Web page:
Google's Nexus Q was supposed to be the thing that legitimised Google TV, taking it from comical TV feature to a fluid addition to Google's services. Instead, it flopped, then never even came out. So Asus decided to make its own streaming box.
The Qube's big feature seems to be its motion sensing via an "advanced remote control", which is used to manipulate the interface on "a rotating on-screen cube shape" on the screen. It also uses voice control for navigation and search, and sort through Netflix and Amazon Instant Video movies and TV shows. It'll also play games and apps from the Google Play store. That means it's already got a leg up on Apple TV—one of its main competitors—by being open to the app store.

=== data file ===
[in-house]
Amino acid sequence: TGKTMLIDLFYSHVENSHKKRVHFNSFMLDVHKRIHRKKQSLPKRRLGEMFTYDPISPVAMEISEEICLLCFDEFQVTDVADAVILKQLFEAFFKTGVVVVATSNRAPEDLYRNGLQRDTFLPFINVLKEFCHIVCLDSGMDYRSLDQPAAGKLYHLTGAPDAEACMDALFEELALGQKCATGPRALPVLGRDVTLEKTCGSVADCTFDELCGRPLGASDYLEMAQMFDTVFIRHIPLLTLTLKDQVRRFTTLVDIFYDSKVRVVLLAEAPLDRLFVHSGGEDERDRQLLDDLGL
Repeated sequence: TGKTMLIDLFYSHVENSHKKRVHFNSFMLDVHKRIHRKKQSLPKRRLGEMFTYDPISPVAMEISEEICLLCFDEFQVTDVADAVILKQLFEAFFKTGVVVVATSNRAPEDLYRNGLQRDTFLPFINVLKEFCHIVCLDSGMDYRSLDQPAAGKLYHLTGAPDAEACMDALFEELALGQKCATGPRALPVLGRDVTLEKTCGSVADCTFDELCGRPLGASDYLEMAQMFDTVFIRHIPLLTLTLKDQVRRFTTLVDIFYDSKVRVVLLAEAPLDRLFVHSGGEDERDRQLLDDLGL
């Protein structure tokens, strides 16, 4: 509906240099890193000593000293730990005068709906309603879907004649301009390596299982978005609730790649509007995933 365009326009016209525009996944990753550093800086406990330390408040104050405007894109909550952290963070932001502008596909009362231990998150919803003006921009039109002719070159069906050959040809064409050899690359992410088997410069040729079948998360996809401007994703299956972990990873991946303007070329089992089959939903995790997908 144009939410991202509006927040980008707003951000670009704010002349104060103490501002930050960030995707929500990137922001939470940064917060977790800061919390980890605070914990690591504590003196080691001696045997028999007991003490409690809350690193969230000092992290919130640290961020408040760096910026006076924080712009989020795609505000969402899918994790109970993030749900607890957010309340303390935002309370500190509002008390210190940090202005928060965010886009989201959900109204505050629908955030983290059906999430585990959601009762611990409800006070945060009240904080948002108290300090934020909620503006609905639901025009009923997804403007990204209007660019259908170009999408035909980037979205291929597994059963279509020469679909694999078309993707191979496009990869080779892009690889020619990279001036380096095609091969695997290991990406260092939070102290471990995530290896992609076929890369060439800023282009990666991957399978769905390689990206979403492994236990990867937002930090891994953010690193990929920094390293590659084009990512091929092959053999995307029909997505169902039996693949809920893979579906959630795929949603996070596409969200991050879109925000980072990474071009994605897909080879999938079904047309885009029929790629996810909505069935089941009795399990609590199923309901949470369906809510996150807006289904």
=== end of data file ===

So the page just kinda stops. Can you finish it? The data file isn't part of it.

There's also a Mobile Remote app for Android phones and tablets to control the Qube, but we want to see how that holds up under daily use, since those tend to be pretty finicky (e.g. Microsoft's SmartGlass).
The reason boxes like the Qube or the Nexus Q are so promising is that Google TV's been practically begging for an external device to put it on any TV with an HDMI port, instead of being confined to only those TVs it's preloaded on. This should help along wider adaption, which in turn would help improve content. And Asus being first out the gate, before Nexus Q relaunches (f ever), would imply that there will be a lot of these coming. That'll be a fragmented headache for us, but it's the approach that made Android as popular as it is today.
We'll let you know as we have more details about the Qube, but for now, we're hoping there's finally a reason for most of us to use Google TV.